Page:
There are claims that the Home Office has apparently been "colluding" with online behavioural advertising company Phorm over whether the firm's service was totally legal.
The BBC revealed earlier today that it saw email exchanges between the Home Office and Phorm which appeared to show that the ministry, in BBC's Darren Waters own words, "asking if the firm would be comforted by its position" and Phorm replying by "making changes to the guidance sought by the ministry".
The email discussion dated back from August 2007 until January 2008 and it is unknown why it actually came to light more than a year later. The emails were released after an unknown person made a request under the Freedom of Information Act and subsequently sent to the BBC.
Phorm initially requested the government to provide with a view on the company's technology to which the Home office obliged. The BBC describes how the company and unknown bureaucrats within the Home Office communicated.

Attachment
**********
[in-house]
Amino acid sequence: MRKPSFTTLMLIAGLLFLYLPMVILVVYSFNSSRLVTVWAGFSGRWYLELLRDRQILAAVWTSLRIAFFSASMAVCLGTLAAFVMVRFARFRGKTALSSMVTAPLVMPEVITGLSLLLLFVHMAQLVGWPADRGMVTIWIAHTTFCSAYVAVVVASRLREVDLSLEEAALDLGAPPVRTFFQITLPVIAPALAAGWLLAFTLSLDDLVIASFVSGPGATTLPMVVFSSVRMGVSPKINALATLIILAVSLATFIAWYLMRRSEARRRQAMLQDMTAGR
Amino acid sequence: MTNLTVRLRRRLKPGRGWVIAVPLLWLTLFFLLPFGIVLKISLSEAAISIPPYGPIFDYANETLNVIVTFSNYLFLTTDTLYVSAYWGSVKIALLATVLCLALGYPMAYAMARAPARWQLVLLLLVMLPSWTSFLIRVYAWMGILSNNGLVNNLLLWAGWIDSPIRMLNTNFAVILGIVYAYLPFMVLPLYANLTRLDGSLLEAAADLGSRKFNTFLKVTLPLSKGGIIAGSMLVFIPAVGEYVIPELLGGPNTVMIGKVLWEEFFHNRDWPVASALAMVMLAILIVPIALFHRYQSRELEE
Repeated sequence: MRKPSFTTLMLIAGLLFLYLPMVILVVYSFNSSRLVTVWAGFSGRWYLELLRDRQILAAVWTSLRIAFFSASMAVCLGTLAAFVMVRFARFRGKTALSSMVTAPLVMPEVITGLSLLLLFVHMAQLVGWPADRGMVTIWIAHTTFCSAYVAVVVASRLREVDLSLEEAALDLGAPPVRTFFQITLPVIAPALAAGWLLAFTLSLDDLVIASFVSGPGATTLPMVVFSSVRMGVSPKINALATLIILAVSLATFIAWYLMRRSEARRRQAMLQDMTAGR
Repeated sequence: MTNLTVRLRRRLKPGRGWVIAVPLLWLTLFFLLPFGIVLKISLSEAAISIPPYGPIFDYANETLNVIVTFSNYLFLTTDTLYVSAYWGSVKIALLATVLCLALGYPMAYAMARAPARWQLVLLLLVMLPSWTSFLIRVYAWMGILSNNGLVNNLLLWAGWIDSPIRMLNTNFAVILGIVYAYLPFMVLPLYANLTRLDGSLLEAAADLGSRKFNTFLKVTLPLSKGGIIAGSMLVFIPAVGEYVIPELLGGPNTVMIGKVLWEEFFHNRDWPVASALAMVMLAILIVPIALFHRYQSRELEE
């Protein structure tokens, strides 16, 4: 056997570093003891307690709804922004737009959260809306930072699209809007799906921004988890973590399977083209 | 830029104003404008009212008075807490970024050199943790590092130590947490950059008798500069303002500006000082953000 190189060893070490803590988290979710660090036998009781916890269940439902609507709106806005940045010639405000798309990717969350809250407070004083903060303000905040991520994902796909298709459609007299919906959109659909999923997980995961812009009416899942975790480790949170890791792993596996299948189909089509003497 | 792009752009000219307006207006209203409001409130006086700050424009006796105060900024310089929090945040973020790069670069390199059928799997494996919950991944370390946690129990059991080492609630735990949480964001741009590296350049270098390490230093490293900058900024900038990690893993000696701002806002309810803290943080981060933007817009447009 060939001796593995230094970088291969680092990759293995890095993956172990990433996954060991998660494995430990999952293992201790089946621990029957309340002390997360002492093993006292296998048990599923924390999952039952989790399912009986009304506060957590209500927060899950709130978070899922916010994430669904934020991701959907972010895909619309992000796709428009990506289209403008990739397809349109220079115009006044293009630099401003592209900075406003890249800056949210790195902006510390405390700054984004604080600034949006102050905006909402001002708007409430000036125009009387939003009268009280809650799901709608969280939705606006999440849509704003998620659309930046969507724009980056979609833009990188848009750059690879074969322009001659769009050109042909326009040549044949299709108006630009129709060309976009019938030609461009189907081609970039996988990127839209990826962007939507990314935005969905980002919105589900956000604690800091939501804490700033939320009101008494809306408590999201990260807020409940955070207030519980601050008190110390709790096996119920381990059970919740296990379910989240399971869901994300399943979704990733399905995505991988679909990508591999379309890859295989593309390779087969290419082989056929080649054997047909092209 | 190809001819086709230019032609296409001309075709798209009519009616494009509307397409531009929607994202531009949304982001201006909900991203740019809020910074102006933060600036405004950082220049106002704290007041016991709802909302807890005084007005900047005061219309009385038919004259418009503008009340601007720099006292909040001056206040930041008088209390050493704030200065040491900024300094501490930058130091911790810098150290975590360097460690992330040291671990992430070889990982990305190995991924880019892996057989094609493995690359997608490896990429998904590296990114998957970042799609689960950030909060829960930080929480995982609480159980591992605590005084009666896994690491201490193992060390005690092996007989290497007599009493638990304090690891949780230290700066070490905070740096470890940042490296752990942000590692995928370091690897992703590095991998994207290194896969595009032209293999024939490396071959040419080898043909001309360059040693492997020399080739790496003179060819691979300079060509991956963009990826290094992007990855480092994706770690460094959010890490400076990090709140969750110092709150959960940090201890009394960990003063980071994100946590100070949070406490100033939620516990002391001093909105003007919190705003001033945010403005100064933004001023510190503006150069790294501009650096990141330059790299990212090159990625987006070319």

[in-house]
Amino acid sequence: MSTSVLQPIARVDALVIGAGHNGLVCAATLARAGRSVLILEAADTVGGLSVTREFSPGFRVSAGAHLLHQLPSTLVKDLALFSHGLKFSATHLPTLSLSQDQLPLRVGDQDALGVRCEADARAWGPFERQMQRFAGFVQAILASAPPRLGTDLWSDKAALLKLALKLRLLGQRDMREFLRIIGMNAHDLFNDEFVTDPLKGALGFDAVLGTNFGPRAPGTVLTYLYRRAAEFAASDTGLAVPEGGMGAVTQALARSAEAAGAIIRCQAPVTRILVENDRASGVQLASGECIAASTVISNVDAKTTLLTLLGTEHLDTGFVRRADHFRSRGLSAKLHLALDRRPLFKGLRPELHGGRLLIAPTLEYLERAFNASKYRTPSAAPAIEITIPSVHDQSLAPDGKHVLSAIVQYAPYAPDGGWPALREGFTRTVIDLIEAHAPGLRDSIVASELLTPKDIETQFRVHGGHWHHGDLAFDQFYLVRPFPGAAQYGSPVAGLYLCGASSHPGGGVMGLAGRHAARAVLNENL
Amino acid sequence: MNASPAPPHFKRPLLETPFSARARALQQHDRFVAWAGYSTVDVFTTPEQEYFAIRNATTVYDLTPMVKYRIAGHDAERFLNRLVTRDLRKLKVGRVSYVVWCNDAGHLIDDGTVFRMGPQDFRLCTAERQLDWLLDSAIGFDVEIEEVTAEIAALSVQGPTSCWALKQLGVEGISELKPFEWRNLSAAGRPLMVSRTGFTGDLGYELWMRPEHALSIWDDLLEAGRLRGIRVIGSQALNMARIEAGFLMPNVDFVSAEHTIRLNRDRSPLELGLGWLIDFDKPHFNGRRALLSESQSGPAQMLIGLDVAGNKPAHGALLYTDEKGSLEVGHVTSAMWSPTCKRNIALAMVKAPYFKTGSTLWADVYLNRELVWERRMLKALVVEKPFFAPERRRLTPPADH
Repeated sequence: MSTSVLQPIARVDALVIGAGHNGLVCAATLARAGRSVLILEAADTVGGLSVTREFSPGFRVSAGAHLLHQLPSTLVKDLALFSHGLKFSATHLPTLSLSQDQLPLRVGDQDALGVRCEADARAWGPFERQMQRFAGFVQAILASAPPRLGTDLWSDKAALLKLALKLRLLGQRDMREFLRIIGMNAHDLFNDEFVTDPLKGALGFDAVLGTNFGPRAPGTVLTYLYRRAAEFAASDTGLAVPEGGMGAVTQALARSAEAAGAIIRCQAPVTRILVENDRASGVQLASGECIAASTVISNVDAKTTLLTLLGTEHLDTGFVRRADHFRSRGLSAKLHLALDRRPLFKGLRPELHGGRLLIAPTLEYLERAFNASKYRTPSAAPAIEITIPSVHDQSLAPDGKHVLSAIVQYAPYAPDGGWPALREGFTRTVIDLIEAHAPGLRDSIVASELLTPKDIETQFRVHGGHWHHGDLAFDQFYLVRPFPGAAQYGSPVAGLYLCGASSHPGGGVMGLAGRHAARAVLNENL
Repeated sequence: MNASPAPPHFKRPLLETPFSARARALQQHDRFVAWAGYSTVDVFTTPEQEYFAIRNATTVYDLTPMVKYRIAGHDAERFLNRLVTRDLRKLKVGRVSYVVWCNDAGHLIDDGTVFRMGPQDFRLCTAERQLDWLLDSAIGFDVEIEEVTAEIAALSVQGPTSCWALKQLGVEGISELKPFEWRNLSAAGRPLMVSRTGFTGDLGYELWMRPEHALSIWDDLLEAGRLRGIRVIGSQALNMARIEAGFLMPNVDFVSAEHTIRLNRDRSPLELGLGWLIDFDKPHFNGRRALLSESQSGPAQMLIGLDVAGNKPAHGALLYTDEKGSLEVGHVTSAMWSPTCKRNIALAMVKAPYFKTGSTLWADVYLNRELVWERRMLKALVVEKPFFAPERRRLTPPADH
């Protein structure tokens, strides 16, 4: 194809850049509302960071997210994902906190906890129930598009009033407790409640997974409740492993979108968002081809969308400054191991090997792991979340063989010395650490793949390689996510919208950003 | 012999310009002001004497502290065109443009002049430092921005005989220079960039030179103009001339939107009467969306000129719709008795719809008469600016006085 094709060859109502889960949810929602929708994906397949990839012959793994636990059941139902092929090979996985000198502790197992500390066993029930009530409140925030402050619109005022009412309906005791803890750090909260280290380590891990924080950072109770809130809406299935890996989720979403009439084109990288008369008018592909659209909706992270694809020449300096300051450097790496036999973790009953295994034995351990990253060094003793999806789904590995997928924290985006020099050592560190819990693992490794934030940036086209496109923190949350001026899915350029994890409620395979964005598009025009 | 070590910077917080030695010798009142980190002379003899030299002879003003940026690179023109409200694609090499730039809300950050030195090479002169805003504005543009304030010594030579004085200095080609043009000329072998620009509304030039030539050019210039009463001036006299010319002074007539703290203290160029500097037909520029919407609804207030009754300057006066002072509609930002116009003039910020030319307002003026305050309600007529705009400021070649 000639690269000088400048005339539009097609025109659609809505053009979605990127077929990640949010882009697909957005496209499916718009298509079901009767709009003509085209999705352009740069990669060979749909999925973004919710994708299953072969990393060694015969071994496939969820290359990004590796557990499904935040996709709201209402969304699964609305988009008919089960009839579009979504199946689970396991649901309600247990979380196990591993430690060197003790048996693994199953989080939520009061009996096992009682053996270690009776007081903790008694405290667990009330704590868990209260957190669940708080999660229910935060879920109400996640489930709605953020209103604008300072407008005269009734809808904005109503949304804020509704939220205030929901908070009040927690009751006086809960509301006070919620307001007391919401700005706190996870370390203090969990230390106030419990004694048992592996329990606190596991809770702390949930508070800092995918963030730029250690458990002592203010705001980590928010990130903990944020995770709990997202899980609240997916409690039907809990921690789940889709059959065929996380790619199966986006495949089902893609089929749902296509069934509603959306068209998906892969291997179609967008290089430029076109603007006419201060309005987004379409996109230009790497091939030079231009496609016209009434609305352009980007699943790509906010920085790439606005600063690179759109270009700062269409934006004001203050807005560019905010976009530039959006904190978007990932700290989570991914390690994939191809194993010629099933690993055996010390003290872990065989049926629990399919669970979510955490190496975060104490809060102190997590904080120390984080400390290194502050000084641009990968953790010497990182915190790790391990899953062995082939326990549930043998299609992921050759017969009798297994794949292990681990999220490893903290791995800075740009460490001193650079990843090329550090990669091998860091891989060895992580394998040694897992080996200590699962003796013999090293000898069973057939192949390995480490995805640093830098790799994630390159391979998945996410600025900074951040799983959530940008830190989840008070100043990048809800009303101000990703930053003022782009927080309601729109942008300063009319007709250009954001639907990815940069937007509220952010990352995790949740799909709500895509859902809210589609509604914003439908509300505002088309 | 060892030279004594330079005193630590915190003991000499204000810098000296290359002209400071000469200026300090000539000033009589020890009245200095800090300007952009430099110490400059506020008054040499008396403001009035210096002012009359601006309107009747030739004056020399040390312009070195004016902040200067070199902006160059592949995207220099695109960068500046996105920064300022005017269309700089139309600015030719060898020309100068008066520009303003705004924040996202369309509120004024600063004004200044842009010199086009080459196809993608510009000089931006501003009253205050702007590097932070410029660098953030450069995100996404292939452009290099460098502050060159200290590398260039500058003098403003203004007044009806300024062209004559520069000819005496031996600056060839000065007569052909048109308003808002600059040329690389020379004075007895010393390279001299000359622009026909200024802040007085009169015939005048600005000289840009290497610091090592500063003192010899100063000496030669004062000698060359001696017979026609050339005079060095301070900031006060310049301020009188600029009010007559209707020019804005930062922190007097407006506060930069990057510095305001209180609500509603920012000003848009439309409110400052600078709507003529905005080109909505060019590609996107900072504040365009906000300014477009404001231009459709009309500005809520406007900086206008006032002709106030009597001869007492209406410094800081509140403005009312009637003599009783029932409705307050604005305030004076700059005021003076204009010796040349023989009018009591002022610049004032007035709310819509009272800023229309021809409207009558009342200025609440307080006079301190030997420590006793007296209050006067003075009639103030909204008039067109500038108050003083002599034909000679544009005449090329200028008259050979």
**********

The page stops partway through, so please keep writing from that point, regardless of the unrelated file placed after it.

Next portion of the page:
The event described by Liberal Democrat Home Affairs spokeswoman Baroness Sue Miller as being jaw dropping, questioning the very logic behind the Home Office's decision to ask Phorm for advise over a draft implementation of the law.
In a statement to ITPro, a Home Office spokesperson defended the ministry's moves saying "Any suggestion of 'collusion' is totally unfounded. We have repeatedly said since these documents were released a year ago that the Government has not endorsed Phorm or its technology."
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What the government has done is like asking the BNP for advise on national immigration law or getting the conservatives to decide on the agenda of the next Labour manifesto. If what the BBC is reporting is indeed true, then this is totally unbelievable and inadmissible.
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